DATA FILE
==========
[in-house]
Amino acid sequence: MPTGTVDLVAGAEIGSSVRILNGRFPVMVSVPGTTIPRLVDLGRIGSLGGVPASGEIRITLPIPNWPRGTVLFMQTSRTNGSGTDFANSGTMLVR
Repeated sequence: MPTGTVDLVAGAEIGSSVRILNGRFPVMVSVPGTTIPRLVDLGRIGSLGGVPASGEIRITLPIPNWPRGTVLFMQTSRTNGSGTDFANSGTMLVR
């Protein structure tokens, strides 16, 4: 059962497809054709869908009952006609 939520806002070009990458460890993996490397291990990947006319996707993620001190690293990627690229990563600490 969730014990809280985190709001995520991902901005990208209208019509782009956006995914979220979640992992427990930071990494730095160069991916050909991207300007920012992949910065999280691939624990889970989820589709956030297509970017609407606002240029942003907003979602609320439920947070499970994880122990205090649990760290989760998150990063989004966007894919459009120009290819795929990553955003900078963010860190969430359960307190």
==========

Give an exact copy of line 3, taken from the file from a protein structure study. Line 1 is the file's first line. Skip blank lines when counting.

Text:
Repeated sequence: MPTGTVDLVAGAEIGSSVRILNGRFPVMVSVPGTTIPRLVDLGRIGSLGGVPASGEIRITLPIPNWPRGTVLFMQTSRTNGSGTDFANSGTMLVR